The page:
$$t_{i} \left( {w_{i} ,b_{i} ,b_{ - i} } \right)\text{ }w_{i} \text{ }L_{i} \left( {w_{i} } \right) = b_{i} \text{ }\left( {\bar{L} - L_{i} \left( {w_{i} } \right) + M_{i} \left( {b_{i} ,b_{ - i} } \right)} \right).$$
(3b)
Note that, due to Eq. (10), the derivative of the contribution rate with respect to the benefit level depends on the relative size of bi, compared to the benefit levels in the other industries. If bi = bmax (for K = 1), we have, for a marginal increase in bi,
$$\frac{{\delta t_{i} \left( {w_{i} ,b_{i} ,b_{ - i} } \right)}}{{\delta b_{i} }} = \frac{{\bar{L} - L_{i} \left( {w_{i} } \right) + M_{i} \left( {b_{i} , b_{ - i} } \right)}}{{w_{i} L_{i} \left( {w_{i} } \right)}} + b_{i} \frac{{\mathop \sum \nolimits_{j - i}^{{}} \left( {\bar{L} - L_{j} \left( {w_{j} } \right)} \right)}}{{Cw_{i} L_{i} \left( {w_{i} } \right)}}$$
(11a)
For bi < bmax, the derivative is
$$\frac{{\delta t_{i} \left( {w_{i} ,b_{i} ,b_{ - i} } \right)}}{{\delta b_{i} }} = \frac{{\bar{L} - L_{i} \left( {w_{i} } \right) + M_{i} \left( {b_{i} , b_{ - i} } \right)}}{{w_{i} L_{i} \left( {w_{i} } \right)}} + b_{i} \frac{{\bar{L} - L_{i} \left( {w_{i} } \right)}}{{Cw_{i} L_{i} \left( {w_{i} } \right)}}$$
(11b)

If a subgroup of industries K, N > K > 1, have set the same, highest available unemployment benefit level at bi = bmax, ti(wibibi) behaves discontinuously. A change of unemployment benefit level by union i will lead to the total positive stock of migrants either suddenly concentrating in the unemployment insurance system i (or leaving i’s insurance system).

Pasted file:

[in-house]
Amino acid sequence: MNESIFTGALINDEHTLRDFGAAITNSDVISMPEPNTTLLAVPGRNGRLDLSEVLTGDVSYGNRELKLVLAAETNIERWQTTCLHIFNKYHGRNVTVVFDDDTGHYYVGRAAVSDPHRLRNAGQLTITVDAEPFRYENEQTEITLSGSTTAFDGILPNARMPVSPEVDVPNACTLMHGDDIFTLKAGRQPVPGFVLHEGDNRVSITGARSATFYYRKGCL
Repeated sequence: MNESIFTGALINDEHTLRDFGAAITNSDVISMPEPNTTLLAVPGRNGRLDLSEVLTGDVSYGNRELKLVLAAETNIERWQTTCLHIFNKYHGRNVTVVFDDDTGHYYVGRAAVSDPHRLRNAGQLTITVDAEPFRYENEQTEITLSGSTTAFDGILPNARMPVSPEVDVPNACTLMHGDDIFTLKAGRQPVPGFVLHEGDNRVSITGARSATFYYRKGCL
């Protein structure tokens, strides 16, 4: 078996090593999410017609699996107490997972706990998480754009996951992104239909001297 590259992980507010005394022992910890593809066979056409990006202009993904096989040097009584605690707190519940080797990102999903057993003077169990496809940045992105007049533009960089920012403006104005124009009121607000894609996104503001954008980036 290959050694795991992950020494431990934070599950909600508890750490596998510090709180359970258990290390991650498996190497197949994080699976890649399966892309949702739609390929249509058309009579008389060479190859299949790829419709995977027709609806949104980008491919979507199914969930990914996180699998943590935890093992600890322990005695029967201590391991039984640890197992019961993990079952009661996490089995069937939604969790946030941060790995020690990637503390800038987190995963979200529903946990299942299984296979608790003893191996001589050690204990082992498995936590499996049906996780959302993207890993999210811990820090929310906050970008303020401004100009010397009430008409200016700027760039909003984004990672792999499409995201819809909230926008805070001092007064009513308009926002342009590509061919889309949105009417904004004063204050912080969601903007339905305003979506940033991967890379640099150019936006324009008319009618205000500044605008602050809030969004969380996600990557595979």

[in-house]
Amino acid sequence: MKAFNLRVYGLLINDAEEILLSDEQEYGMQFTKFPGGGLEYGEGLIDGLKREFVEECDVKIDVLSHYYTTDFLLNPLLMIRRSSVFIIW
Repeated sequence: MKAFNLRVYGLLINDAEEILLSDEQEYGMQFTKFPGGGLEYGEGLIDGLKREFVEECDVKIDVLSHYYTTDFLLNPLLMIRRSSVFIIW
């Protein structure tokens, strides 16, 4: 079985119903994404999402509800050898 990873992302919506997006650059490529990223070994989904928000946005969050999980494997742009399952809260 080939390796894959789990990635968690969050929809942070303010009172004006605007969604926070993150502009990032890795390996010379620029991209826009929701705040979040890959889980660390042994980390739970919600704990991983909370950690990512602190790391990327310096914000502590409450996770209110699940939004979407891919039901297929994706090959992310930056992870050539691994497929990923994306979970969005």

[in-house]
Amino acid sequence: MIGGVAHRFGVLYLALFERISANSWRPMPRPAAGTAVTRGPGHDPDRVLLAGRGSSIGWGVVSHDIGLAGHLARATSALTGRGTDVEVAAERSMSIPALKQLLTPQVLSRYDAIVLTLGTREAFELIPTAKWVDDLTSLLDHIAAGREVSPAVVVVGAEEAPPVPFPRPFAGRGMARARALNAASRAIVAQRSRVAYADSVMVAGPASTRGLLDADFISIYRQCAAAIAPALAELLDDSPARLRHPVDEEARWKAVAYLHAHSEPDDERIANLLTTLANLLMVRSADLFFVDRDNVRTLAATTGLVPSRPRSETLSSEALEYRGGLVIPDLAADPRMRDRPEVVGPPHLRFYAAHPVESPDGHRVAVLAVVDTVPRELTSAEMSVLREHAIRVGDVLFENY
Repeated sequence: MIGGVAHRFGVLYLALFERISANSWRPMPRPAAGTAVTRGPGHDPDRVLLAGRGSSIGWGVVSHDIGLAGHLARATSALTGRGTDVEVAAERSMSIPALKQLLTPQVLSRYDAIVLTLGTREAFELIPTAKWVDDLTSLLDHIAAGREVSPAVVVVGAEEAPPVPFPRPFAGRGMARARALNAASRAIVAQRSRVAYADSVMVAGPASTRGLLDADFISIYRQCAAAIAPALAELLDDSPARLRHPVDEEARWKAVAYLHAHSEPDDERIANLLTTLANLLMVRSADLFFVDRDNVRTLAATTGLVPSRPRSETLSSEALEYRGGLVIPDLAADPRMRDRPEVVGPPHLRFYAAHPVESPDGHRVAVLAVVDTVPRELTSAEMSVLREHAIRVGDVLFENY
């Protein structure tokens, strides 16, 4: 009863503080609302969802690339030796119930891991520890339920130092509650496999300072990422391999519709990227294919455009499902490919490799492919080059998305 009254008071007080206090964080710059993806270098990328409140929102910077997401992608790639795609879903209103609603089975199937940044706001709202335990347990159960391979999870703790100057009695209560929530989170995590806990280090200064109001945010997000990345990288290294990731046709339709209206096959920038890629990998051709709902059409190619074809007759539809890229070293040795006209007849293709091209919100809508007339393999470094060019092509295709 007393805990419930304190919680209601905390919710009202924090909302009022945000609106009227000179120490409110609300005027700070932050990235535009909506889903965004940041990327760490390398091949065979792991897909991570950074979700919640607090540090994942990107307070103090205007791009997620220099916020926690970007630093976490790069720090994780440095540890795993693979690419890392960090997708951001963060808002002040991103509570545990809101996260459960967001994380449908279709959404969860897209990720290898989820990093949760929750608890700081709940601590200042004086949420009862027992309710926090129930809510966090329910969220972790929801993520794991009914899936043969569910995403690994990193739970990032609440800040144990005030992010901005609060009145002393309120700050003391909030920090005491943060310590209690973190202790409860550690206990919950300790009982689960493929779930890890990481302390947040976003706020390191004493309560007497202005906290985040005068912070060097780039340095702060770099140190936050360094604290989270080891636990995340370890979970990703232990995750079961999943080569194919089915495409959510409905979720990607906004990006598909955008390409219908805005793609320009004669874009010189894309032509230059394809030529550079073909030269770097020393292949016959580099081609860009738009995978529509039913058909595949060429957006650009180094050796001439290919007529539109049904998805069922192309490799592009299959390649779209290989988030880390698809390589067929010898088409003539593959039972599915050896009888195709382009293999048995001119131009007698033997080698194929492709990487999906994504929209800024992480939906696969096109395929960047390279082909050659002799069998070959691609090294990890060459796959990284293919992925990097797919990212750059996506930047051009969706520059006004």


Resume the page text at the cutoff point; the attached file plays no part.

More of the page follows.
Trade unions act in the interest of their present members and will set wages and unemployment benefit levels to maximize the expected utility of current workers in their industry, i.e. the utility of incoming migrants does not enter the unions’ objective function. Unions take the unemployment benefit levels set by the other unions as given, but take into account that its members may emigrate into the UI systems of other industries or members of other unions may immigrate into their UI system. In the presence of migration, the maximization problem of a trade union i becomes
$$\begin{aligned} \mathop {\hbox{max} }\limits_{{w_{i} ,b_{i} }}\Omega _{i} \left( {w_{i} } \right) & = L_{i} \left( {w_{i} } \right)\text{ }u\left( {\left( {1 - t_{i} \left( {w_{i} ,b_{i} ,b_{ - i} } \right)} \right)\text{ }w_{i} } \right) \\ & \quad + \text{ }\left( {\bar{L} - L_{i} \left( {w_{i} } \right) - E_{i} \left( {b_{i} ,b_{ - i} } \right)} \right)\text{ }u\left( {b_{i} + \tilde{b}} \right) \\ & \quad + \int_{0}^{{b^{\hbox{max} } - b_{i} }} {\frac{{\left( {\bar{L} - L_{i} \left( {w_{i} } \right)} \right)}}{C}u\left( {b_{max} + \tilde{b} - v} \right)} dv.\text{ } \\ \end{aligned}$$
(12)
subject to (3b) and (10), where the last term is the utility of all unemployed workers who emigrate because their individual migration costs are less or equal to the difference between the benefit level set by their original trade union and the highest available benefit level, i.e. c ≤ bmax − bi.